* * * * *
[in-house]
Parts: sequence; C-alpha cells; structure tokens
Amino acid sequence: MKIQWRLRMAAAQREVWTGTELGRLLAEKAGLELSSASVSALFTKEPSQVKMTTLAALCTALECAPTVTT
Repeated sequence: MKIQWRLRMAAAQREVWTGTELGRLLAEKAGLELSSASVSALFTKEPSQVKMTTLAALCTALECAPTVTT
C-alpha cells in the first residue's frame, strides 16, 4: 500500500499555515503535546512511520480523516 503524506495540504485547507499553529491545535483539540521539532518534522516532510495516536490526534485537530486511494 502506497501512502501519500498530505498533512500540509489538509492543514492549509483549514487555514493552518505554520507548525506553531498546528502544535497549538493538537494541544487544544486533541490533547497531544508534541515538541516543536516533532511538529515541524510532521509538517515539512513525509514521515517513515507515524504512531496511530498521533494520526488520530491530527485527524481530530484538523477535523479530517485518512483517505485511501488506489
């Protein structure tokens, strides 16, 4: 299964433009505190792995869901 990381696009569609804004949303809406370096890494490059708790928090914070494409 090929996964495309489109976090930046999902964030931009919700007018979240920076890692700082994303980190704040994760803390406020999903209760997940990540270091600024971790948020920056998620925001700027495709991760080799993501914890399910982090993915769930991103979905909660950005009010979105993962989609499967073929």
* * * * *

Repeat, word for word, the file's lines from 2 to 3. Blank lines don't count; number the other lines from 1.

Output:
Parts: sequence; C-alpha cells; structure tokens
Amino acid sequence: MKIQWRLRMAAAQREVWTGTELGRLLAEKAGLELSSASVSALFTKEPSQVKMTTLAALCTALECAPTVTT